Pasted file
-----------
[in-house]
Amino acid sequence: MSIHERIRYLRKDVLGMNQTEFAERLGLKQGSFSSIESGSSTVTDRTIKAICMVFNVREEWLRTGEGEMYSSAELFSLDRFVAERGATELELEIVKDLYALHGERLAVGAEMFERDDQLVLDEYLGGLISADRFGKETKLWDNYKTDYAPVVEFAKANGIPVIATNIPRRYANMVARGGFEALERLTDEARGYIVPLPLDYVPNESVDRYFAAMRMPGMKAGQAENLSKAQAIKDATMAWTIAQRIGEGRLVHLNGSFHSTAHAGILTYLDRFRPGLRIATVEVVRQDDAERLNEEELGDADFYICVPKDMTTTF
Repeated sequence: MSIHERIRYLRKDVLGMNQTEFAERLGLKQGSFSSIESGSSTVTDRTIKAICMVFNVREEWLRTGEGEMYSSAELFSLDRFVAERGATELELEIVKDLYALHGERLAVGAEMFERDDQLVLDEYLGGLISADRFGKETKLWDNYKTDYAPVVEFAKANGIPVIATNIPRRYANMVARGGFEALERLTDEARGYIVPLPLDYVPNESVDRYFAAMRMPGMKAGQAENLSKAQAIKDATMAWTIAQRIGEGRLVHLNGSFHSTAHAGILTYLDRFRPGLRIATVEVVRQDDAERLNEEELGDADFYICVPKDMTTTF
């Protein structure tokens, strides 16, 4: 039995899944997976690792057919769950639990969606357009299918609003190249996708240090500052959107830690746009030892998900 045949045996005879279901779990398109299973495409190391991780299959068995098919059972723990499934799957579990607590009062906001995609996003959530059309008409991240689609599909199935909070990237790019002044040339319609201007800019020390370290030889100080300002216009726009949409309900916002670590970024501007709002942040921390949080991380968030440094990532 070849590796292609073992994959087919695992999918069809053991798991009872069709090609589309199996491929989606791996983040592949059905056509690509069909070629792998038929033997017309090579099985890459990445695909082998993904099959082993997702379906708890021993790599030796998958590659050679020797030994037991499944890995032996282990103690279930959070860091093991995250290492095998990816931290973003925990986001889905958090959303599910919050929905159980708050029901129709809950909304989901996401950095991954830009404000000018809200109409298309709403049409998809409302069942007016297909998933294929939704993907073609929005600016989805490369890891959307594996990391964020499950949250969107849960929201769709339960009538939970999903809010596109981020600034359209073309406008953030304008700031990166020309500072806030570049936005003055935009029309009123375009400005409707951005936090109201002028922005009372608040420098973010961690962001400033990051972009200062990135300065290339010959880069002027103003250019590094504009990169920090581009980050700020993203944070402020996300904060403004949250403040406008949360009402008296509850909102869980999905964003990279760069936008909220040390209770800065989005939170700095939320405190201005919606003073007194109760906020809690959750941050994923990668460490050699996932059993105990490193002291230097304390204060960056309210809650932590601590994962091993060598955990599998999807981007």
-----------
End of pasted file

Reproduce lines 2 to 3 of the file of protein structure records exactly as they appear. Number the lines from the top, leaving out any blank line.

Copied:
Amino acid sequence: MSIHERIRYLRKDVLGMNQTEFAERLGLKQGSFSSIESGSSTVTDRTIKAICMVFNVREEWLRTGEGEMYSSAELFSLDRFVAERGATELELEIVKDLYALHGERLAVGAEMFERDDQLVLDEYLGGLISADRFGKETKLWDNYKTDYAPVVEFAKANGIPVIATNIPRRYANMVARGGFEALERLTDEARGYIVPLPLDYVPNESVDRYFAAMRMPGMKAGQAENLSKAQAIKDATMAWTIAQRIGEGRLVHLNGSFHSTAHAGILTYLDRFRPGLRIATVEVVRQDDAERLNEEELGDADFYICVPKDMTTTF
Repeated sequence: MSIHERIRYLRKDVLGMNQTEFAERLGLKQGSFSSIESGSSTVTDRTIKAICMVFNVREEWLRTGEGEMYSSAELFSLDRFVAERGATELELEIVKDLYALHGERLAVGAEMFERDDQLVLDEYLGGLISADRFGKETKLWDNYKTDYAPVVEFAKANGIPVIATNIPRRYANMVARGGFEALERLTDEARGYIVPLPLDYVPNESVDRYFAAMRMPGMKAGQAENLSKAQAIKDATMAWTIAQRIGEGRLVHLNGSFHSTAHAGILTYLDRFRPGLRIATVEVVRQDDAERLNEEELGDADFYICVPKDMTTTF